The mathematical idea of (strict deformation) quantization is to deform from a commutative algebra of functions on a manifold to a noncommutative $C^*$algebra. This is an abstraction of the transition from classical to quantum physics. In part 1 of this talk, I will describe different geometric examples of quantization, constructed using geometric quantization and groupoids. To describe these examples, I will explain prequantization, polarization, Lie groupoids, Lie algebroids, and convolution algebras.
In part 2, I will show how these examples can be unified through a general construction using symplectic groupoids. This involves my new concept of groupoid polarization. This general construction is still incomplete, but it holds the possibility of quantizing most Poisson manifolds.
Klein 2Geometry XI
Posted by David Corfield
Everything’s gone very quiet at the Café. For my part it’s due to having fried my brains over the past three days as Chief Examiner, having to keep a thousand details in my head. The one tiny thought I managed to have in the past few days though came via a question to myself:
Why when trying to categorify Klein geometry did we never think to look at internal categories in some category of geometric spaces?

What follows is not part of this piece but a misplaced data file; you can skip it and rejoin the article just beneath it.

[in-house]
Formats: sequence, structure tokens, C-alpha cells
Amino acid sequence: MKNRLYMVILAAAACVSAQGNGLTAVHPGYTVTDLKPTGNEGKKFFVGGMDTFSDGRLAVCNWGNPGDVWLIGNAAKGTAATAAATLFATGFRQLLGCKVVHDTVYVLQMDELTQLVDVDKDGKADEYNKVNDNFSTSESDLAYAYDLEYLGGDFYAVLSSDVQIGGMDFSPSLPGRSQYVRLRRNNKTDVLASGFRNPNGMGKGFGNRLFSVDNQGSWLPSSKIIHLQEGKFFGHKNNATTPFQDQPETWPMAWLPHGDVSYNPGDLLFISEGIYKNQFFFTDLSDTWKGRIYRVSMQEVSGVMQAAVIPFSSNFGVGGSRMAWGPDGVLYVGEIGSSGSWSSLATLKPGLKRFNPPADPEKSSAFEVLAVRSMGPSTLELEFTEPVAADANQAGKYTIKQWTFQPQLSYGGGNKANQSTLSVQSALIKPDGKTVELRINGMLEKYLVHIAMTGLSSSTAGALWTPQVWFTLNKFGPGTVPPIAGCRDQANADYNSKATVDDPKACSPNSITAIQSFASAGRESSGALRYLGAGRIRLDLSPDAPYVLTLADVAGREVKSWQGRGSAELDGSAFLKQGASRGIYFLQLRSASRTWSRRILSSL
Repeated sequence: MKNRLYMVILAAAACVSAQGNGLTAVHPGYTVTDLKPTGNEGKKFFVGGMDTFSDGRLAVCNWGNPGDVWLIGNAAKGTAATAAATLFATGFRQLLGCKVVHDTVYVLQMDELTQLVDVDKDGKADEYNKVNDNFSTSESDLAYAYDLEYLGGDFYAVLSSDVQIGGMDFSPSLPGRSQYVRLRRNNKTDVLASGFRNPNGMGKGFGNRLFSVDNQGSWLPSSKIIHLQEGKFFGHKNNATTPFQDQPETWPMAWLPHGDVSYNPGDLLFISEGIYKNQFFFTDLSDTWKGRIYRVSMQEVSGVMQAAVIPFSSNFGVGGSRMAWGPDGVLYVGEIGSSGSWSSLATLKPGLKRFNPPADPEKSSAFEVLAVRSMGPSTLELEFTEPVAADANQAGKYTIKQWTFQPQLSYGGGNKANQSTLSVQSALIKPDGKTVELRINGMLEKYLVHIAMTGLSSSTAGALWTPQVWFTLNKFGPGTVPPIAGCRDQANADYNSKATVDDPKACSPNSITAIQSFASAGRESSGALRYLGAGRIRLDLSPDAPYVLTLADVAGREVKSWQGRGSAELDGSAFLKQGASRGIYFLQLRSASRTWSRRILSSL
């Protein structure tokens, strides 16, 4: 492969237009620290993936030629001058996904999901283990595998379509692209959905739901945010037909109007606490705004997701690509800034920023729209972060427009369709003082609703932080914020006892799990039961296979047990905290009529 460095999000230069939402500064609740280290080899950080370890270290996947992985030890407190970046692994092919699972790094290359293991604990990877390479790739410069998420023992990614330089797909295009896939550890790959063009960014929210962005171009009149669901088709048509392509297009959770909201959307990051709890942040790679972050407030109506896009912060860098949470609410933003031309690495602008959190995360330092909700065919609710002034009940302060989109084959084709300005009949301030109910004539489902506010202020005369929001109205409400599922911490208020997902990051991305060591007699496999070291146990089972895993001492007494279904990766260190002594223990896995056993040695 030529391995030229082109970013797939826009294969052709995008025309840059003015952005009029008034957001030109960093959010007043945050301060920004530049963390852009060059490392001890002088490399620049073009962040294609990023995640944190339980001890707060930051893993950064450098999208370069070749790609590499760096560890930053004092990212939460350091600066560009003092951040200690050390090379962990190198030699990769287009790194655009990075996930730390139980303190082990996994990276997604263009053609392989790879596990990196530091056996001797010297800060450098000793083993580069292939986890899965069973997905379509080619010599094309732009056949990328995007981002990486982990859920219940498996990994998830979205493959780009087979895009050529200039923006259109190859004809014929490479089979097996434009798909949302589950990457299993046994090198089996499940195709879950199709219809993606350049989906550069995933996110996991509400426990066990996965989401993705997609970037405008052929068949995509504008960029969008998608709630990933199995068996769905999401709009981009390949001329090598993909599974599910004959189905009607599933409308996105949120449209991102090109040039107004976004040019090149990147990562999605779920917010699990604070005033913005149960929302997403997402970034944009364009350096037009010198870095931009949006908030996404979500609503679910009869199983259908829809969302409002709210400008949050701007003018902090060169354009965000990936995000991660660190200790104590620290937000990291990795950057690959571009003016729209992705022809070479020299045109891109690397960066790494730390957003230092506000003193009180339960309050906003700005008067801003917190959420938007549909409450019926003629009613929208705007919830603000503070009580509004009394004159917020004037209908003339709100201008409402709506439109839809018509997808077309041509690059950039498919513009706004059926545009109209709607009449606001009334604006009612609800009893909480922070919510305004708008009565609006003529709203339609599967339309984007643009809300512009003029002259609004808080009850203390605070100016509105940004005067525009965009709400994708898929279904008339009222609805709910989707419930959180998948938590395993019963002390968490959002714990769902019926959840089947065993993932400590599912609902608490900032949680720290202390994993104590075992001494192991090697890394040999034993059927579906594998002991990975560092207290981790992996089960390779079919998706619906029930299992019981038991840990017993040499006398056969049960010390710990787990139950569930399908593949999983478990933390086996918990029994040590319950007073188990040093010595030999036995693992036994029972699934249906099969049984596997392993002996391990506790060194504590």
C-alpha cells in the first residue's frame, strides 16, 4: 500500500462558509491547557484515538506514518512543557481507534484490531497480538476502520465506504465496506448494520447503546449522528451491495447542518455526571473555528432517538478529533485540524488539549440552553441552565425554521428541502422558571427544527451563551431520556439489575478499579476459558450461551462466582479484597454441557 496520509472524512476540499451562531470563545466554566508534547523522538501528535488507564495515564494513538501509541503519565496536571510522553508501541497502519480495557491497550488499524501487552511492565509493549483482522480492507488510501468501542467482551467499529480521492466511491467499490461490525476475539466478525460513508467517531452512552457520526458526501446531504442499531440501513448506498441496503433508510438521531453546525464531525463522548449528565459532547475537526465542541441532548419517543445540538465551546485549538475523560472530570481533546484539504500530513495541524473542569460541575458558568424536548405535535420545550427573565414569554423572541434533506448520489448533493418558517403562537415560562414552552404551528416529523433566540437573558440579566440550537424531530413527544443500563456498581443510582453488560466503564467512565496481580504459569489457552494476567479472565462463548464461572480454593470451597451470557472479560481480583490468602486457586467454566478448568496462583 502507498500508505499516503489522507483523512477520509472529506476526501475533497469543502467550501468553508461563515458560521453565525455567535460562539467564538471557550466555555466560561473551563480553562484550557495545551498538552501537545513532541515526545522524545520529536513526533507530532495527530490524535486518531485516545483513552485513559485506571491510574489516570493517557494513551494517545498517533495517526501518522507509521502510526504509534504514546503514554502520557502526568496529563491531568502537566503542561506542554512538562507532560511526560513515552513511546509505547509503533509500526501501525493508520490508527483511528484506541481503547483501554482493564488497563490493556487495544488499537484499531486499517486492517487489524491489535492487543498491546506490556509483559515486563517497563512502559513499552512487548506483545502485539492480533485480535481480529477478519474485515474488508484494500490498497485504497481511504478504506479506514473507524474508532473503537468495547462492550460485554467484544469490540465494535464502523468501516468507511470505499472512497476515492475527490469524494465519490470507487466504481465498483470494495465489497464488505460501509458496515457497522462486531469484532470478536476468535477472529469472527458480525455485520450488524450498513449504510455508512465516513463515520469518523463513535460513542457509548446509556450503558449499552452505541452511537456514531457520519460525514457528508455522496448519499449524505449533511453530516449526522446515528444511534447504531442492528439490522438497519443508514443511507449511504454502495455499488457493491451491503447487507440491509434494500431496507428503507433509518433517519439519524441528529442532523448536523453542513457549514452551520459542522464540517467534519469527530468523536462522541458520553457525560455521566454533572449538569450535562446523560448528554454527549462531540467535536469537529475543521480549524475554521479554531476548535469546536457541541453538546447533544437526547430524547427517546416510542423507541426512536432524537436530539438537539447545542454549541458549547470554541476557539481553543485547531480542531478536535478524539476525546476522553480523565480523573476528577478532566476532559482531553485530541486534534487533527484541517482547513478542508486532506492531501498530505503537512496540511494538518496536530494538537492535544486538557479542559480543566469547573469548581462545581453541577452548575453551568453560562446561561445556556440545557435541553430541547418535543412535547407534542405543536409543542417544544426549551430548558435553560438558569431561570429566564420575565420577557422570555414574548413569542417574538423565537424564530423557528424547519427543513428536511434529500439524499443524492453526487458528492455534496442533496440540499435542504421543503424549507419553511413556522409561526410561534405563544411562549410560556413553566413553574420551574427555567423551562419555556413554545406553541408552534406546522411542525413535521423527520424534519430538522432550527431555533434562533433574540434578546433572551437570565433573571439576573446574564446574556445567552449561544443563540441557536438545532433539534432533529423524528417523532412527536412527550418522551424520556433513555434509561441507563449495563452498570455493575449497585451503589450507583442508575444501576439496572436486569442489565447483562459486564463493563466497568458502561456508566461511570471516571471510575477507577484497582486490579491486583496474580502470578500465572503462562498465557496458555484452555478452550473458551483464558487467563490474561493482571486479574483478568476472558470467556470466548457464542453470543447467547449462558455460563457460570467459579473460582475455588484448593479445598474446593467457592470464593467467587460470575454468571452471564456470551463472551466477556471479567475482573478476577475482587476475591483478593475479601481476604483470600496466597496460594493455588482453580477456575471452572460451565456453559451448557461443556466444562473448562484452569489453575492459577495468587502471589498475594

Next question then is
What is a category of geometric spaces?
Presumably much has been done on this. From a brief foray it seems that there are choices to be made. In version 1 of this article, Wolfgang Bertram says
The question is simply: what shall be the morphisms in the “category of projective spaces (over a given field or ring $K$)”?  shall we admit only maps induced by injective linear maps (so we get globally defined maps of projective spaces) or admit maps induced by arbitrary nonzero linear maps (so our maps are not everywhere defined)? The answer is of course that both definitions make sense and thus we get two different categories.
June 9, 2008
Categories, Logic and Foundations of Physics: The Videos
Posted by John Baez
guest post by Bob Coecke